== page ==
One of the big bottlenecks with wireless transmission is airtime — if the router is too busy talking to one or more devices (depending on the standard being used), then others vying for attention have to wait for it to finish. It happens over scant fractions of a second, but with enough network chatter, that time can build up. When your smart home devices are sluggish, one reason can be that they’re just waiting their turn.
Wi-Fi 7 attempts to compensate for this by cramming extra data into what’s called a carrier wave, using a technique called OFDMA. Wi-Fi 6E does this, too, but interference can keep it from using all of that wave, even if the interference isn’t occupying more than a bit of it. Wi-Fi 7 basically ignores the interference and puts the rest of the data on the clear bits, like a river going around a rock and meeting back on the other side.
Unfortunately, OFDMA isn’t backward-compatible with older devices, so when a Wi-Fi 7 router encounters a smart home device that only uses Wi-Fi 4, for instance, it meets that device on its own terms, using that standard’s capabilities — so everyone else is back to waiting in line. So yes, Wi-Fi 7 can help your smart home be better, but it won’t until you’ve moved everything to the new standard — assuming it’s not all using Matter-over-Thread by then, if that ever happens.
What else will Wi-Fi 7 be good for?
Mesh systems can be a great way to get Wi-Fi coverage throughout your home. But right now, they rely on single wireless connections for backhaul — the wireless or wired connection between mesh nodes — which can be tricky when that band gets congested, forcing the router to switch to another band, which, in turn, can impact throughput while the system rebuilds its backhaul connection. According to Asus’ website, a Wi-Fi 7 mesh system would, through MLO, be able to “switch freely between bands,” leading to no apparent connection loss.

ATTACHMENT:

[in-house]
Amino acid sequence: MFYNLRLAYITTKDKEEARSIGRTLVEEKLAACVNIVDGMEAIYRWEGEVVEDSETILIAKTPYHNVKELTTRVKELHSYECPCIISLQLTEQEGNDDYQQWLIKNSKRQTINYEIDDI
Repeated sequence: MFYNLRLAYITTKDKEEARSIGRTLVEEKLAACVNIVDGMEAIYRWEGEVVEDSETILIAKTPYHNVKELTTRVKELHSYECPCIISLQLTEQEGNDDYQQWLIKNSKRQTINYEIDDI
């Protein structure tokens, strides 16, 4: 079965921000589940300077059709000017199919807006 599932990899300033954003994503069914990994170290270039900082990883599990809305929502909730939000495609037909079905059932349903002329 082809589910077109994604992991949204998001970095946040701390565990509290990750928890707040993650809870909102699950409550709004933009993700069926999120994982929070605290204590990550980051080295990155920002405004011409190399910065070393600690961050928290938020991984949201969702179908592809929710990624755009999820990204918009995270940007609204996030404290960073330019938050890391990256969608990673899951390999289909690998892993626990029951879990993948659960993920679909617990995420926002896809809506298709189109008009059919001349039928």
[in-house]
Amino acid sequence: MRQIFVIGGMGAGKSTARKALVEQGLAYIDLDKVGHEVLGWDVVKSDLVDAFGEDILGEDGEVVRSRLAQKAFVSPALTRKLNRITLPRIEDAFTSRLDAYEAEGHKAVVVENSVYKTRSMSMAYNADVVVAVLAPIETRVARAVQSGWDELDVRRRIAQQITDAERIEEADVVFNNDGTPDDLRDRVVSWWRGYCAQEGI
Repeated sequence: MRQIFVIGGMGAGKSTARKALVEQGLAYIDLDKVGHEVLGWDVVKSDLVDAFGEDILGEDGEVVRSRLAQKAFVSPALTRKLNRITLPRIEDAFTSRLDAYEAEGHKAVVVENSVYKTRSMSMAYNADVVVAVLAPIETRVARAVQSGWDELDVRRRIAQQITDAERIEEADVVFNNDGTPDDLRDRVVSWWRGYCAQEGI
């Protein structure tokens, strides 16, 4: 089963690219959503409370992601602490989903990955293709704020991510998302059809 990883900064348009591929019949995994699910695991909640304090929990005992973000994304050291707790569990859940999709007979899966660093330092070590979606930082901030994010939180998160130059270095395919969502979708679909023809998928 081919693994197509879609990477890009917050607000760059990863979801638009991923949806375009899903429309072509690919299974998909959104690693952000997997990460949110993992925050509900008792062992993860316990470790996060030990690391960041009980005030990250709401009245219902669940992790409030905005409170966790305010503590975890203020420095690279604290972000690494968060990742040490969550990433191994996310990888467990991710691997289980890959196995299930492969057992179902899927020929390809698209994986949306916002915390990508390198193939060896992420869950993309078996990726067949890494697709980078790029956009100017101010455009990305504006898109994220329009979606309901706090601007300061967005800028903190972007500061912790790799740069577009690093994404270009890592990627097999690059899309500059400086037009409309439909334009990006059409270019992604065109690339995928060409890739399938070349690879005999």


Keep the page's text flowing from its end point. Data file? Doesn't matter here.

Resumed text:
You might also see less lag on your network thanks to MLO and OFDMA in Wi-Fi 7. The ability to connect to multiple bands at once combined with fancy signal modulation means there may be fewer occasions when your devices are waiting in line for other requests on your network to process.
When will I get Wi-Fi 7 in my devices?
As I said above, you can buy Wi-Fi 7 routers now. But you shouldn’t rush out to get one — only a handful of devices can support the standard, which, again, isn’t even officially finalized yet.
The chips are already out there, though. Qualcomm’s FastConnect 7800 mobile wireless chipset was released in 2022 and is even already in some phones, like the Samsung Galaxy S23 Ultra, though Samsung would need to enable Wi-Fi 7 for those phones to support it.
You’ll also find Wi-Fi 7 compatibility in the 16-inch Acer Swift Edge laptop, and Intel’s BE200 Wi-Fi 7 network card is due out before the end of 2023. Other computers supporting the standard should start coming out throughout next year from the other major manufacturers.
These are early days, and most of the benefits of Wi-Fi 7 won’t be felt until manufacturers start defaulting to it, which could take time. After all, you can still find plenty of products that top out at Wi-Fi 5. Unless you’re absolutely into being on the bleeding edge, there really aren’t any practical reasons to dive into the updated spec with a new router.
That’s especially true because, as I write this, the Wi-Fi 7 standard hasn’t yet been adopted by the Institute of Electrical and Electronics Engineers (IEEE), so routers available before then could be missing key features or optimizations. Some of the features, like the doubled channel width, offer concrete, knowable benefits. Others, like MLO, are promising but new and haven’t really been independently tested.
Lastly, the early routers will, by all accounts, be some of the most expensive ever released. The Eero Max 7 mesh system, for example, is expected to be priced just shy of $1,700 for a three-pack when it’s available.
So should I buy a Wi-Fi 7 router now or wait?
If you’re hoping for Wi-Fi 7 to fix your whole network, you should wait. With the spec incomplete and so few devices supporting it, you wouldn’t see the benefit from it for months or even years.
It’s also a good idea to hold off until the spec is finalized and the Wi-Fi Alliance starts certifying Wi-Fi 7 routers — that way you know it’s fully compliant with the finished standard. Until then, those routers are likely to be too expensive, with wireless devices supporting their fancy features too few to make it worth the cost.